by Margaret Croyden


Photo of Margaret Croyden
Margaret Croyden is a theater reviewer and essayist for the New York Theatre Wire.

La Cage Aux Folles---A True Extravaganza
Music & Lyrics by Jerry Herman
Book by Harvey Fierstein
Directed by Jerry Zaks
The Marquis Theater
45th St & Broadway
Reviewed February 2, 2005 by Margaret Croyden

If there is one thing that makes a Broadway musical special, it is spectacle--spectacle that is lavish, costumes that are sparkling, scenery that is dazzling and dancers that are perfect. If I had more adjectives I would throw them in. But "La Cage Aux Folles" is all of that--and more. If you want fun, get yourself to the Marquis theater (probably the worst barn on Broadway) to see this show, despite the barn which was surprisingly only half full and drafty. Still the production is the thing. So is the acting. And the numbers.

The story is a simple one. The setting is a nightclub, run by a suave, sophisticated homosexual entrepreneur, Georges, (beautifully captured by Daniel Davis). The club's main attraction is its company of transvestites including all the dancers. Georges is in a long time relationship with his star, Za-Za also known as Albin, whose talent is performing in drag--and brilliant in his/her rendition. He wears gorgeous gowns, marvelous wigs, has a great figure, and a beautiful singing voice. And in this role the actor, Gary Beach is superb. Albin is a sensitive delicate man, madly in love with Georges and devoted to him for three decades. In fact they have a beautiful love song together. In the middle of it all Georges' son, a straight guy (from a one-night stand Georges had years before), is about to get married to a girl whose father is violently anti-gay. The father wants to meet his prospective in-laws and there is where the problem begins. And where the plot turns hilarious. No need to tell you the rest; it would spoil the fun.

The music and lyrics by the late Jerry Herman and the book by Harvey Fierstein are exceedingly clever and full of many moments of satire about everything--homosexuals, straights, young love, and mature love. Fierstein has a brilliant sense of humor about the foibles of the gay world-- the inside jokes, the campy walks, the queens, the prima donnas, and the chorus boys.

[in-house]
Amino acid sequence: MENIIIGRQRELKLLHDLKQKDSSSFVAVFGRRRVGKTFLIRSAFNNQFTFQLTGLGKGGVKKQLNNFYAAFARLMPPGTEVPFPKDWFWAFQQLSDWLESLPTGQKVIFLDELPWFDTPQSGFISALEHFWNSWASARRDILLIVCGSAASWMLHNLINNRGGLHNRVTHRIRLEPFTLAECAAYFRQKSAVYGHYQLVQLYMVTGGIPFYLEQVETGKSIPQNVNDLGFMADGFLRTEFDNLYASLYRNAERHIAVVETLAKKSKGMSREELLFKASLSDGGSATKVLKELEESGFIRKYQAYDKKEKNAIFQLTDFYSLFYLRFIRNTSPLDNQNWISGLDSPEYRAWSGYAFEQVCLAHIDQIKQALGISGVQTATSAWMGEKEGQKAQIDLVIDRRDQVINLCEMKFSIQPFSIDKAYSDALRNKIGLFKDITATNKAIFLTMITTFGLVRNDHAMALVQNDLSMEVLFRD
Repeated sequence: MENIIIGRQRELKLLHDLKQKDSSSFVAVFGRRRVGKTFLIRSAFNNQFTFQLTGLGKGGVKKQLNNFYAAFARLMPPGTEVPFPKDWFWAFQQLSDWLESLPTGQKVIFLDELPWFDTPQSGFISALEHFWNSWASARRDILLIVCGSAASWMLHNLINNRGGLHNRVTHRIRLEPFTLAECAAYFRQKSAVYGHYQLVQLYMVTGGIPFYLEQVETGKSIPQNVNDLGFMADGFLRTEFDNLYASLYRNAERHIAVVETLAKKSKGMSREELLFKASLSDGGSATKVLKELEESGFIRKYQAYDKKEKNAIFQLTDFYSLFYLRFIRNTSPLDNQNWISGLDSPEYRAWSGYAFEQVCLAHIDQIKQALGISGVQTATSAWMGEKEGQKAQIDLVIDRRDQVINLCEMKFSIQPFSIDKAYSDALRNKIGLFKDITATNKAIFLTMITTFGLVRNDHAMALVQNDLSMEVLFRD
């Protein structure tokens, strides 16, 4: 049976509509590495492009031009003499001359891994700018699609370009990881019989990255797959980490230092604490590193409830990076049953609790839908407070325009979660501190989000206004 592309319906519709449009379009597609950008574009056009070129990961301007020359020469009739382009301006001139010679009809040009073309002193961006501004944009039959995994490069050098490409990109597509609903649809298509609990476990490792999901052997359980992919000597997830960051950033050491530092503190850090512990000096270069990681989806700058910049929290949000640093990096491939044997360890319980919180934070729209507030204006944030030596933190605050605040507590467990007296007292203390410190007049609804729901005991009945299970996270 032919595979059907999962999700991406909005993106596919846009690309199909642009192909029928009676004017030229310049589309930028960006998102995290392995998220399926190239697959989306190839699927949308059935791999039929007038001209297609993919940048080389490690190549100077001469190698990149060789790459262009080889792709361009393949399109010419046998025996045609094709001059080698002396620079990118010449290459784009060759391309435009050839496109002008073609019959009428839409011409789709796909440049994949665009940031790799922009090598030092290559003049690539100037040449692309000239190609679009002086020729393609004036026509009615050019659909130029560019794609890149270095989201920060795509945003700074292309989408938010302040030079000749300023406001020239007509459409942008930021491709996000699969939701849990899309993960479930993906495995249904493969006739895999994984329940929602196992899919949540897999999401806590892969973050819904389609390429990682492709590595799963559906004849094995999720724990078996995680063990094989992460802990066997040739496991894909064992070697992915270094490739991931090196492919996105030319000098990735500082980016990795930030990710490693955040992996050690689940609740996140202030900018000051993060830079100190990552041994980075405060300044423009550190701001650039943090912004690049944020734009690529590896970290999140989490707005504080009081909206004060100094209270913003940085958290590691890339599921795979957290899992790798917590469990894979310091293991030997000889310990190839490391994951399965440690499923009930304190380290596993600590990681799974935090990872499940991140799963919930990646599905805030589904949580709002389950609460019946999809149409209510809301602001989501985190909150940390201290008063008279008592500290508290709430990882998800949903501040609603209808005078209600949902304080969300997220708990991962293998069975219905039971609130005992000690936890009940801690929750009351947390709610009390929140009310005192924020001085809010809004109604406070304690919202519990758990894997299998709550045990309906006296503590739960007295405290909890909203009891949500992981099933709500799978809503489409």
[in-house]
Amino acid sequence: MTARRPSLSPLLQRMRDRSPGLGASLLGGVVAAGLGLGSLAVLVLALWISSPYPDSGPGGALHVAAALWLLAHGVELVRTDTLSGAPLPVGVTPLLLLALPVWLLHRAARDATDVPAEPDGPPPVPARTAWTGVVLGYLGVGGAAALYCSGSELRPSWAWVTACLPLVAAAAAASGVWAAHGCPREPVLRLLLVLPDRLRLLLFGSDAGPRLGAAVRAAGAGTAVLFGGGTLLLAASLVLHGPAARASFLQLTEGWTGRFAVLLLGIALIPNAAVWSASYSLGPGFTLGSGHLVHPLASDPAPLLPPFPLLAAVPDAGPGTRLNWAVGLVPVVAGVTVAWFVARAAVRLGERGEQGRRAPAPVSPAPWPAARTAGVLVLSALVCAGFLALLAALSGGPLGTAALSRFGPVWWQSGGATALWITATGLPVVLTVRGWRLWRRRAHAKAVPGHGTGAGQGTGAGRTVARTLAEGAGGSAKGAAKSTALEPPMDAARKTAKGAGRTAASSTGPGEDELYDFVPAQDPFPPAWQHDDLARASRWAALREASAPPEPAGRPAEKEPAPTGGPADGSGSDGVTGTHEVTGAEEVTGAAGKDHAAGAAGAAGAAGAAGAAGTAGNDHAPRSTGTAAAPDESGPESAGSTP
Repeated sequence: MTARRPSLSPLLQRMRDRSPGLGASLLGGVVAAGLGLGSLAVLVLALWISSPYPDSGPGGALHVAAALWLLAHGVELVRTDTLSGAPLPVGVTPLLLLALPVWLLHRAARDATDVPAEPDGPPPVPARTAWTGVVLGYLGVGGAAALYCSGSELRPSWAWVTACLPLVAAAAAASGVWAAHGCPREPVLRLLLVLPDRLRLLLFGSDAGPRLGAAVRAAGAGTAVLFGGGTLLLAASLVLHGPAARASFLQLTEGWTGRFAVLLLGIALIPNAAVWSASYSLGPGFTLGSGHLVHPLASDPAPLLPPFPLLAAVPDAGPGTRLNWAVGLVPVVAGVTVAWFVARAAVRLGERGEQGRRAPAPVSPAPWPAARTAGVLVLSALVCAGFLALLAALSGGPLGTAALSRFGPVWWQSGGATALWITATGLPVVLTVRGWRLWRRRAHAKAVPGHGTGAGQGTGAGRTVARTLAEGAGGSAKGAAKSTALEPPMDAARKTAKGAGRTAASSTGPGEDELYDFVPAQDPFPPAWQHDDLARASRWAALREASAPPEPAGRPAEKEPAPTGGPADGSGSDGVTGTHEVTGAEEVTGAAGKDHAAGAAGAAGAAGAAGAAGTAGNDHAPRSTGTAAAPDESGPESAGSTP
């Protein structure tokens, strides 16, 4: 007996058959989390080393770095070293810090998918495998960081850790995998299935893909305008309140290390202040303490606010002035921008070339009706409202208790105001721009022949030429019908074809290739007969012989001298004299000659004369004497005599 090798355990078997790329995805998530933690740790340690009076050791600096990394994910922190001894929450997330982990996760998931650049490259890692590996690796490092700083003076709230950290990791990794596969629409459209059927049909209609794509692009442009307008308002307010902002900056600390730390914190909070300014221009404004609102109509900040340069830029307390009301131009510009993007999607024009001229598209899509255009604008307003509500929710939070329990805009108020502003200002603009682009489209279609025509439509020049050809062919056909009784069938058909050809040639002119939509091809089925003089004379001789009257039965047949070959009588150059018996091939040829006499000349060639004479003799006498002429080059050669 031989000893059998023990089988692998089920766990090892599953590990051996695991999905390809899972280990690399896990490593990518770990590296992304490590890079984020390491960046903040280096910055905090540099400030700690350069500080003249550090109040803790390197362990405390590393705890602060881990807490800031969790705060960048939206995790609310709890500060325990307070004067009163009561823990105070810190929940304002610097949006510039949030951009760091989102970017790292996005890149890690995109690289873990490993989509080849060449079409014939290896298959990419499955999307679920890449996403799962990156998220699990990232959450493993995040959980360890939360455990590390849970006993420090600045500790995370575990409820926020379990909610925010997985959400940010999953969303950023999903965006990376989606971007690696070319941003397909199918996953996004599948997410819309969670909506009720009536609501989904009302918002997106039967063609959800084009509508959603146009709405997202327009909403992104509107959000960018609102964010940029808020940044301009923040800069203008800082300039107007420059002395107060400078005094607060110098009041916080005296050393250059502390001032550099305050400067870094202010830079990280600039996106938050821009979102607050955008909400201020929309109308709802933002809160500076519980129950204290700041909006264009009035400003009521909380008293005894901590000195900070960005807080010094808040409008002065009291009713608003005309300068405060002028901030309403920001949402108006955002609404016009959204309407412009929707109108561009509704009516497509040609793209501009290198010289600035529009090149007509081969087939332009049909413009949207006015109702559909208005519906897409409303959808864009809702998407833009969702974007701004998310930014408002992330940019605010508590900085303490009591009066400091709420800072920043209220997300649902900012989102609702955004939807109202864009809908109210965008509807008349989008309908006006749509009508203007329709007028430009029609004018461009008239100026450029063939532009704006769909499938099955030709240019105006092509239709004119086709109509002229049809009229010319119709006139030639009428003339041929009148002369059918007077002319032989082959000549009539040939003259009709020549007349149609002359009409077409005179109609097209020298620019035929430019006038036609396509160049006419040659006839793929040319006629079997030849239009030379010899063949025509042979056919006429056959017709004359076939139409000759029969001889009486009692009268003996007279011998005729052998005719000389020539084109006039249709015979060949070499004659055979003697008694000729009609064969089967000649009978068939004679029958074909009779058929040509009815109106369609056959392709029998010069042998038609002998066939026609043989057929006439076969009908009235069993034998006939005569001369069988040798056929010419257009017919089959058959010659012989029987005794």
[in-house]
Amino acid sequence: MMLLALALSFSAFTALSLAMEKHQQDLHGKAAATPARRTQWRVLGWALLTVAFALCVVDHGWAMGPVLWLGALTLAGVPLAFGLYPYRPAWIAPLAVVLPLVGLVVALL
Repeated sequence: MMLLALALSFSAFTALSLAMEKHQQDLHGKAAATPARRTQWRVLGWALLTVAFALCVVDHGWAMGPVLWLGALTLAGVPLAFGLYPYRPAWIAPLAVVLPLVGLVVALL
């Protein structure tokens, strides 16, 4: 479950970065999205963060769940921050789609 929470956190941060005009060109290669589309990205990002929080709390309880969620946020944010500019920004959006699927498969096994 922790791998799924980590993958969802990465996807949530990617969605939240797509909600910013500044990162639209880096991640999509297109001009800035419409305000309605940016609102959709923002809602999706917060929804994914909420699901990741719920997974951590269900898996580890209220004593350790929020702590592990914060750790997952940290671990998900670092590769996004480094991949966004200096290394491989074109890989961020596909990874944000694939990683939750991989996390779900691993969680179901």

But a sweetness permeates the entire work as well, because the main idea of the musical besides all the glamour of the setting comes through in lovely songs: "I am What I am," an identity song about being gay and proud of it too, and a beautiful nostalgic love song between Gary Beach and Daniel Davis about the first time the two lovers meet. The thrust of the story is that these characters are just like everyone else-- in love, true to each other, but with another kind of life style, but essentially, no different from the straight world.

Perhaps the most spectacular aspects of the show are the dancers who are brilliant, versatile, and perfect; it is hard to tell what sex they are; they all look like dancers should. The leading actors, the very attractive and compelling Daniel Davis playing Georges, and Gary Beach in the role of Albin are perfectly matched, totally believable and, more important, they know how to act, not just sing. Which they do quite well too. Albin, the more feminine of the two is more vulnerable and adds a sense of sweetness to his character, so that in the end, the story and the characters are touching in their depiction of a real homosexual love affair. Clearly the authors want us to see that homosexuals are like everyone else despite their foibles, their quirks, and their all too human weaknesses.

If you love musicals, by all means see this show even though you've seen it before, even though you've seen the movie. The production is gorgeous, the acting first rate and the dancers--well I've already said it all. [Croyden]

Margaret Croyden's most recent book is "Conversations With Peter Brook, 1970-2000" published by Farrar, Straus & Giroux.

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